The Hays Daily News from Hays, Kansas on August 1, 1962 · Page 6
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The Hays Daily News from Hays, Kansas · Page 6

Hays, Kansas
Issue Date:
Wednesday, August 1, 1962
Page 6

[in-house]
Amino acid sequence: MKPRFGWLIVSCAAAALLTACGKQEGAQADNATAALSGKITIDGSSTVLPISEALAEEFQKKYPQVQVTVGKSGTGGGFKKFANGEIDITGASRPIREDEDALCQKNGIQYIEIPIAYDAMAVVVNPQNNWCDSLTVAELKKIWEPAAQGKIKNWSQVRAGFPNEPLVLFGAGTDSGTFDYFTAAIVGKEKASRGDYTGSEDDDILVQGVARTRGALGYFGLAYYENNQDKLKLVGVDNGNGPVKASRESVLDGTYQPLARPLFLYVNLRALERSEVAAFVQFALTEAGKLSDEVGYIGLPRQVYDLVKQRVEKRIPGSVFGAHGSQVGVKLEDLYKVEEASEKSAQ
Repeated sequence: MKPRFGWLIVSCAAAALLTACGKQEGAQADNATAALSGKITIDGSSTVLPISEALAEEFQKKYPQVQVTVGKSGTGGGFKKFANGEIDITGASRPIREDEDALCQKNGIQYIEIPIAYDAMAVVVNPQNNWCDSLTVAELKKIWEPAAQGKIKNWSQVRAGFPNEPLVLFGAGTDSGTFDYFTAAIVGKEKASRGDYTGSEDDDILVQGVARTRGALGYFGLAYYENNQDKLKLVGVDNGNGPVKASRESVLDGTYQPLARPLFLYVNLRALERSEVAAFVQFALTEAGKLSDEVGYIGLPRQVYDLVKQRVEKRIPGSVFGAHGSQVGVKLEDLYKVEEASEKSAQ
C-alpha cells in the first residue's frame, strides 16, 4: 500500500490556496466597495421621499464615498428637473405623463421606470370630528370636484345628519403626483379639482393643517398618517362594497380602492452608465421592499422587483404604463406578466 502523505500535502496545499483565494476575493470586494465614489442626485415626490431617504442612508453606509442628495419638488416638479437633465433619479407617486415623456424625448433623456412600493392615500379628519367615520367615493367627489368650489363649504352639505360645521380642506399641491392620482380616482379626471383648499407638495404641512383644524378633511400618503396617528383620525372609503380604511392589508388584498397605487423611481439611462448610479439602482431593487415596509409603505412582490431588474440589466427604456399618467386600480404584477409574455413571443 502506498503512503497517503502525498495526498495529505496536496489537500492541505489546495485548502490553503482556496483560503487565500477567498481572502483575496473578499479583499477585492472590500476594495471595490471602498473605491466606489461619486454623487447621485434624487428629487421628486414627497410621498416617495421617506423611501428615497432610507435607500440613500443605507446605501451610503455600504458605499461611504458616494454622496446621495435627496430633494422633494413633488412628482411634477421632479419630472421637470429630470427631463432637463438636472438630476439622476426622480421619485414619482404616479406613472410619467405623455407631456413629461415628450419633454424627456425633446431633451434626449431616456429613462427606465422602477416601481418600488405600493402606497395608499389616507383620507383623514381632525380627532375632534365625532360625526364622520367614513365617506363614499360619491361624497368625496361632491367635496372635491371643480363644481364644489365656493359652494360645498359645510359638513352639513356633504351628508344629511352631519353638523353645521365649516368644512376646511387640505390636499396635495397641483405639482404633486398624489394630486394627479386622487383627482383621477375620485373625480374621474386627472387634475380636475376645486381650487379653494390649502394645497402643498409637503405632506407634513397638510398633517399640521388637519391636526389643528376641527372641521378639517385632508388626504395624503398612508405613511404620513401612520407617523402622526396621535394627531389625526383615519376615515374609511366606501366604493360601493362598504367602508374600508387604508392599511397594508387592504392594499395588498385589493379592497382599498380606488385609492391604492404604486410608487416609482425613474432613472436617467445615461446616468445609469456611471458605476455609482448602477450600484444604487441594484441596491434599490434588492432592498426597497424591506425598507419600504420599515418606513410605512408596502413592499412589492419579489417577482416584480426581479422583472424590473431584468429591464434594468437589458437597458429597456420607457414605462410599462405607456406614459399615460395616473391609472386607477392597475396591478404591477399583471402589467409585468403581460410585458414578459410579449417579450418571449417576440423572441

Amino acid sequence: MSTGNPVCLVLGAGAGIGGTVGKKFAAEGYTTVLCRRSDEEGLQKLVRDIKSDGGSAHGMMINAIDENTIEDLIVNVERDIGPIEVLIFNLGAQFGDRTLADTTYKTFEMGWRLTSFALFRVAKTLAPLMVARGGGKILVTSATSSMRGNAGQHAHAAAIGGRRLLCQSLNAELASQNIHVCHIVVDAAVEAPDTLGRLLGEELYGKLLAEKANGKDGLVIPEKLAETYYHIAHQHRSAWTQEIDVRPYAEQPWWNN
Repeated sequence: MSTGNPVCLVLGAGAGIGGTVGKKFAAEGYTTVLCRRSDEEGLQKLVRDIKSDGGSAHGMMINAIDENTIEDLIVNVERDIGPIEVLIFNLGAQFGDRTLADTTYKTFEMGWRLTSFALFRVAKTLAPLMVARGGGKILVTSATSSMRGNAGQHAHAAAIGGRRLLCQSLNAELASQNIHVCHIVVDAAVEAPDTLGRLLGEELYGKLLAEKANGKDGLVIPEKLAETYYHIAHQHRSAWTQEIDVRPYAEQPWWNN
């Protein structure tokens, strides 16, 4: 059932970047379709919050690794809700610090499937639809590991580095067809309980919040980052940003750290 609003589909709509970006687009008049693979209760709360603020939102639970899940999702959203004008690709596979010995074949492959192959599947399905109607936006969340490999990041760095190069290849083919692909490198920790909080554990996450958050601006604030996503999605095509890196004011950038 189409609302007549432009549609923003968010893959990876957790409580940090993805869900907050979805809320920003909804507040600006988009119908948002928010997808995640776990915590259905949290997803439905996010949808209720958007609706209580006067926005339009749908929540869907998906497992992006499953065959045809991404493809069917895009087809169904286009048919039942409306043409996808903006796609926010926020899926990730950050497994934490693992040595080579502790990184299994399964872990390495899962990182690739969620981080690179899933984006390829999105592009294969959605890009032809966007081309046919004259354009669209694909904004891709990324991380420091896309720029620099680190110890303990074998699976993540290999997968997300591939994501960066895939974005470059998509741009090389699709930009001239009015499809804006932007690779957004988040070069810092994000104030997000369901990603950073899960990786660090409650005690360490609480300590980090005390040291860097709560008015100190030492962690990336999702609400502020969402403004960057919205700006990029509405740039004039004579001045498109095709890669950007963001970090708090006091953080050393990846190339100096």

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MAYS DAILY NEWS, WEDNESDAY, AUGUST .1, Opium. Well Practiced By Richard Starnea Vientiane, Laos, A tip. 1 Ever alnrfi Thomas De Quinrey \vrole "Confessions of a,n English Opium, Eater" in 1821, the juice of the; poppy has been the subject of endless lurid tales. ' One whiff was said to (rap men. into lifelong bondage to the drug. In the of Sherlock Holmes, in the non-stop iniquities. Of Sax Rohmer's Dr.—i opium always got co-billing as Villain of the piece. Wars, includ-l In? one fairly biggish one. have] fceen fought 'over it. Generations of Sunday-supplement writers have fed off the drug, at least indirectly, and whole national economies have been founded on it. Here in Laos It is said to be the principal export, although the shadowy entrepreneurs who traffic in the drug are, understandably enough, unwilling to talk shop with statisticians. Whether opium is Laos' biggest] cash crop or not 'and if it isn't the biggest, it is certainly very big), opium smoking is widely practiced here. It is illegal, but enforcement of the prohibition is lax. It is, as I learned, no problem to smoke a pipe or two if one Is so disposed. When I confided to a friend who is an old Vientiane hand that I wanted to smoke (here •when a person speaks of smoking, it is understood that he isn't talking about cigarettes! he assured me it was no problem, that we'd go that very night. It was raining when we started off in our caravan of samlors (a passenger-carrying tricycle), and to have looked at the four grave persons being pedaled down Vientiane's bumpy main street (we'd been joined at the last minute by two more curious chaps) one would have thought that we were all hurrying to the bedside of a very sick friend. We jounced along through the puddles behind our tireless samlor boys until we got to our destination, which was a modest dwelling reached through a confusing succession of twisting lanes. We were met at the door by an ancient, dignified Chinese, who had been told to expect us. He conducted us to a back room, almost wholly occupied by a low platform on which a handsome, middle-aged Chinese woman sat cross-legged. She was 'busy preparing the opium, a. process that is slow and painstaking, and she had a look of tremendous concentration on her face. The opium, refined and re-refined until it was said to be- .the finest obtainable, was a thick, tarry paste. The woman dipped a needle (perhaps more a hat pin) into the paste and heated it over a spirit •lamp until a ball about the size of a pea had formed. This was then placed in the bowl of the- pipe, which was then inverted over the spirit lamp to keep the opium alight. Then the pipe was ready for the first smoker. When it came my turn to smoke, I lay down on the platform, resting my head on a wooden "pillow" covered with clean terry cloth. It was unexpectedly comfortable. Smoking an opium pipe takes some practice. It isn't like smoking tobacco, where one inhales (If he inhales at all) only a puff at a time. With opium the object is to inhale the whole pipe at one draught, so to speak, which means inhaling very slowly for a long, long breath, directly to the lungs from the pipe. Some people can't abide the taste of opium smoke; indeed, it makes many novice smokers violently ill. I didn't find the flavor unpleasant, however, although I despaired of ever being able to describe it. Burnt caramel is as close as I can come to how it tastes, and that is not really very near the mark. I didn't do very well on my first pipe. I took me two tries before I'd finished it, and it was plain that the Chinese woman didn't con- aider me a very apt pupil. But I did much better on my second pipe, and by the time I'd had a third only a paroxysm of coughing prevented me from earning a cluck of approval from the lady on the other side of the spirit lamp. The effect of smoking the opium was curious and subtle. All of us decided that a gentle euphoria was the only sensation we'd experienced. It was pleasant enough, a feeling of well-being and good- fellowmanship, but two martinis will probably do more for you. Two martinis, moreover, will not pro- diK'3 the thumping headache I had the next morning, nor will they make food repellent for 24 hours, Which the opium did. I've no doubt opium addiction ia a vile disease, just as all the authorities claim, but MAVS DAILY NEWS, WEfcttfiS&AY, AUGUST 1, t»AGft SfiVffitt Select Your Own Specials • a i • HALF-MILLION POUNDS OF MM E E F ON SALE... 20% DISCOUNT U.s.n A /~Ljnt~~ __ ^^"^ • ^B I Safeway's Low Prices Are "Shelf" Evident!! Here's Why Safeway *Beef Is BEST! BEST for Quality... always U.S.D.A. "Choice" Grade! • BEST for Flavor... always aged for tenderness! • BEST for Value... always trimmed right & priced right! *Now's the time to get acquainted with the "Best" and save 20% on all meat department purchases of beef,.. See the panel on the right hand page for prices. We certify all beef items will be sold at 20% below our everyday prices... we also certify that prices have not been raised to accommodate this spectacular event! All beef wil I be cut and displayed for your selection according to the strict policy of "Best" Value for which Safeway meats are famous! Campbell's , , Piedmont Every Meaf Purchase Guaranteed 10O% SATISFACTORY! Steak 22 87 less Rib Steaks Tomato Soup Cans 29 Salad Dressing Qt. Jar 29 Here is Safeway's meat guarantee *..your "BEST" assurance of satisfaction .. .YouVe the judge ... you're the jury! You're the one who must be pleased ... 100% of your meat purchases are always unconditionally guaranteed to please! If you are not satisfied, nothing need be returned ... just tell us ... You get all your money back without fuss or quibble! More Weekend Feature Grocery Values! Shortening Meat Pot Pork & Be Fruit Cockt Custard Pie Medium rr Eggs Can. Tomatoes Pot Ritz Fresh Frozen Birch Pie. Try one soon! EA. Farm Fresh Breakfast Gems Town House DOZ. 39 29 All Purpose Vel Kay! Lb. Can House 8-oz. Pies Highway's Finest! 21 Cans H's plain that it takes more than one casual seance to entrap a Finokur, all Dr. Ku-Msuu-Uu's Uevil- iah record notwithstanding'. Five-Day Forecast Kansas—Temperatures will HV. rage 5 to 8 degrees below seasonal normal Thursday through Mumti.v; jiormul high in the upper 80s north, low 90s south; normal low in the JDW 60s north, near 70 south; precipitation will range from .25 inch vest lo about .60 inch east occurring as widely scattered thunder- throughout the period, Town H'iii«p Tup Qua lily 1 . Eel-air's Finest Cans 16-oz, $ $ $ 59" 89' 1.00 1.00 1.00 Clip These Coupons! = 5 fl. Drinks Safeway's Crapmont In No Return Bottles — Boneli fling Steaks Chuck Steak Cube Steaks Chuck_Roasts ?^n£Bonej?oast •?^Pj£°!iJ5^mL 5i2!PJfcast(Bonele8s) Hib Roast " Bone]essJ3tev\^Mecrt ^afej3hor£Rib s Ground Beef S^mdjteund Boneless Brisket Corned^eefBrisket ^°^I^^pk^y Beef Toncju^ Beef~H^^~ Sf^^gT^^- ^^^(^^r U.S.D. Sirloin Steak T-Bone Steak Bib Steak Hound Steak 5^5°i[^eleIsT Arm Roast "— 1.39 20 79 BEEF BAMA PIES Thin coupon It worth 56* toward the purchate of 4 B»m» Cherry or Apple Pie* at your Hayt S«l«way Store—if u»rd before Sat. Nifht. August 4. Price without the coupon i* 30f each. Limit one coupon per cuMorner. 4 Bakery Specials! Don't Forget These! Angel Food Bars Cherry Cake Baked Pan Rolls Ballerina Bread III" III* Skylark i Finctt Skylark i Ov«i» Fic» 3 3 K*. For I'kRs. of 12 lf)-c>2. Loaf .00 49? Mushrooms Mushrooms Sliced Cheese Peanut Butter flying Cloud Bulloni and Slicei Flying Cloud Slcmi and Pieces Safcway'i Own Snack Bar!! Nu Mad* 2 Vanctio 3 4 4-oz. $ 4 .00 Cans Cans 69 .59 " .^ 49 12 47 Lb. 28-oz. CO, jar ^^ jS53^h^Ch^k HiS^XchSR^ ^EgATch^I^ *^ --'*V*C£* H^lS^F^^ ^^•A-cSSdiSdS^ -^•••^^w^,^, •"**».l>^«^«,>,,r JOYETTE DRINKS ThU coupon l» worth 1U< toward the purcnaie of one } Gallon of Joyette Drink at your liayt Sale- way Store-*— if uied before Sat. Night, August 4. Prici without the coupon U 39(. Limit on* coupon per customer. I WU> Wichita, Kas., Au'g, i ^/P)—Du* Fell is, 6, was tolled Tuesday when he slippod on rain-wet pavement find fell beneath the wheels of a jntul iruofc near his home. He was son of Mr. and Mrs. Ever*'.t Pf Wivhita. Prices Good Thru Sat, at Your Hays Safeway! Sales Rights Reserved, Thi* coupon ift worth 25< toward the purchase 01 Qn« Full Gallon of Luc«rn« Iced Milk at your H»y* Safeway Store— il u»ed before S»t. Night, August 4. Price without the coupon U 11.00. Limit one coupon »«r su»t#s»»r. The Season's Finest Fresh Fruits! — Arkansas . . Bartlett Peaches U. S. No, i Fancy Elbertas Lbs. Pears New Crop Luscious Beuuties C Lb. Hair Arranger H.A.—plus tax—5-oz. 59* Palmolive Bath Size Bars 2 bars 31 f large Fab Detergent •'30* Egg Noodles Anver. Beauty-16-oz. pkg. 29 * Toilet Soap ' Cash. Bouquet. Batn Size 2 bars 31* Nabisco Shredded Wheat—Juniors 7 A-oz. Beauty Bar Vel's Finest 2 bars Maxwell House 6-02. Instant Coffee $1.01 VOCEMENTO NEWS by Pat Straily Maxwell House 10-oz. Instant Coffee $1.39 large Vel Powdered Detergent 35* Ad Detergent For Automatics. Gt. Size 81 Liquid Vel 22-oz. Detergent NOW AT SAFEWAY Ban ton's Fine Men's Socks PR. Mrs, Solomon kfeutSief entertained Sunday with dinner and supper for Mr. Kreutzer'a birthday. Guests were Mr. and Mrs. John Hunter and Shirley, Mr. and Mrs. Archie Hunter of Mtinjor, Mr. and Mrs. John Kreutzer and family and Mr. and Mrs. Alois Younger. Albert Straily of Brighton, Colo., left Monday after spending several days with Mrs. Jennie Straily. Mrs. Bertha Johnson nnd Margaret were Saturday supper guests of Mr, and Mrs. John Johnson and family. Mr. and Mrs. Cecil Mermis anrl family attended the Korbe-Hinlz wedding and dance in Lieberthal Saturday. Mr. and Mrs. Jake Gassncr and girls were Sunday slipper guests of Mr. and Mrs. Lawrence Smith In Gorham. Mrs. Walter Mclntosh helped with the Eagles auxiliary booth Wednesday for t h e sidewalk bazaar. Enjoying a swimming parly and picnic Sunday at Cedar Bluff Lake were Ronald and I'Vcd Weber Jr., Betty Pfannenstiel, Nancy Gleblcr, Ernie Gable, Jeannotte Copp, Richard Dreher and Pattie Brull. Mike Fross of Hays was a Sunday supper guests of Mr. and Mrs. Ben Pfeifer. Mr. and Mrs Kcl Bcfort were evening callers. Mr. and Mrs. Dan Maicr spent several evenings last week visiting their son Donald at Haclley hospital. Mr. and Mrs. Ted Burkhart and Linda were Thursday evening visitors at the Leroy Dinges home. Linda was an overnight guest of Tcrri Dinges. Tommy Johnson spent. Friday night with Mrs. Bertha Johnson. Mr. and Mrs. Cecil Mermis attended the 15th year reunion of Mrs. Mermis class of Girls Catholic High at the VFW hall Saturday night. Attending the Knights of Columbus picnic Sunday were Mr. and Mrs. Walter Mclntosh and Dorothy, Mrs. Francis Mclntosh and Mr. and Mrs. Cecil Mermis and family. Sunday evening guests oE Mr. and Mrs. Dan Maier were Mr. and Mrs. Oliver Weber and family and Mr. and Mrs. Issy Schumacher: Mr. and Mrs. O. Marvin Straily visited Sunday eevning with Mrs. Jennie Straily and Albert Straily of Brighton, Colo. Mr. and Mrs. John Pfeifer were Monday afternoon callers at the Ben Pfeifer home. Mrs. Nick Dinges was a Sunday visitor of Mr. and Mrs. Leroy Dinges and family. Mr. and Mrs. Alvin Steckleln and family were Sunday evening guests of Mr. and Mrs. Marvin Younger and family. Mrs. Francis Mclntosh is staying with Mr. Mclntos'h's parents, Mr. and Mrs. Walter Mclntosh, during his final week at Ft. Riley, prior to being discharged on Friday. Billie and Jerry Mermis are spending a couple of weeks at the Cecil Mermis home. Mr. and Mrs. Richard Holt and Jack visited Thursday with Mr. and Mrs. Marvin Straily Jr. and family and Mr. and Mrs. O. Marvin Straily. Mr. and Mrs. John Johnson and family called Sunday afternoon on Mr. Johnson's aunts, Elizabeth and Mathilda Brown, and his uncle, George Brown all of Russell. Carylon Gassner spent Thursday night in Hays with Janet Harvey. Mrs. Leroy Dinges and children called Saturday at the Harry Schnatterly home. Mr. and Mrs. Victor Fross were Tuesday evening visitors of Mi'. and Mrs. Ben Pfeifer and family. Thursday callers on Mrs. O. Marvin Straily were Mrs. Lester Paget of Luray, Mrs. Jennie Straily, Albert Straily and Mrs. Didacus Kreutzer and girls. Mr. and Mrs. Jake Mollecker Sr. were Monday visitors at the John Kreutzer home. Mr. and Mrs. Cecil. Mermis and family visited Sunday evening with Mr. and Mrs. Melvin Schmidt and boys. EMMERAM By Mrs. Tony Windholz Mrs. Clarence Kuhn and family were in Hays Tuesday on business. Mr. and Mrs. Clarence Kuhn and family, Mr. and Mrs. Bon B. Brungardt and Elaine, Mr. and Mrs. Ben Windholz and family, Mr. and Mrs. Norbcrt Miller and family, Mrs. Seraphin Windholz and family, Allen and Altarena Windholz attended the Walker picnic Tuesday evening' at Walker. Mrs. Tony Windholz and Altarena were business callers in Victoria Thursday. Mrs. Seraphin Windholz and family were in Hays Thursday. Mary Hammerschmidt who was a medical patient at St. Anthony Hospital the past two weeks re- lumed to her home Monday. William Hoff was a business caller in Victoria Thursday. Mr. and Mrs. Ray M. Dreiling wei-p in Victoria Saturday evening. Mr. and Mrs. Tony Windholz, Allen and Altarena were business cullers in Victoria Saturday evening' and were brief callers of Mr, and Mrs. Gilbert Schmeidler, Terry and Debbie at Catherine. Mr. and Mrs. Ray Joe Dreiling and daughter of Wichita spent the weekend with Mr. and Mrs. Ray M. Dreiling. Leon Basgall of La Crosse was a supper guest Sunday evening of Mr. and Mrs. Tony Windholz, Allen and Altareiw. Mr. and Mrs. Julius Dreiling of Quinter spent Sunday with Mr. and Mrs. Ben B. Brungardt and Elaine, LIVED HEBE Henderson, Ky , Aug 1 - l/P) — The famous naturalist, John James Audubon, was co-owner of a general store here in the early 19th Century. He roamed the Kentucky hillsides sketching pictures of wildlife for several years, before bankruptcy caused him and his family to. move. Columbus discovered the 427- square-mile West Indies island of Martinique in 1503 op his fourth voyage. He look on fre$ft day*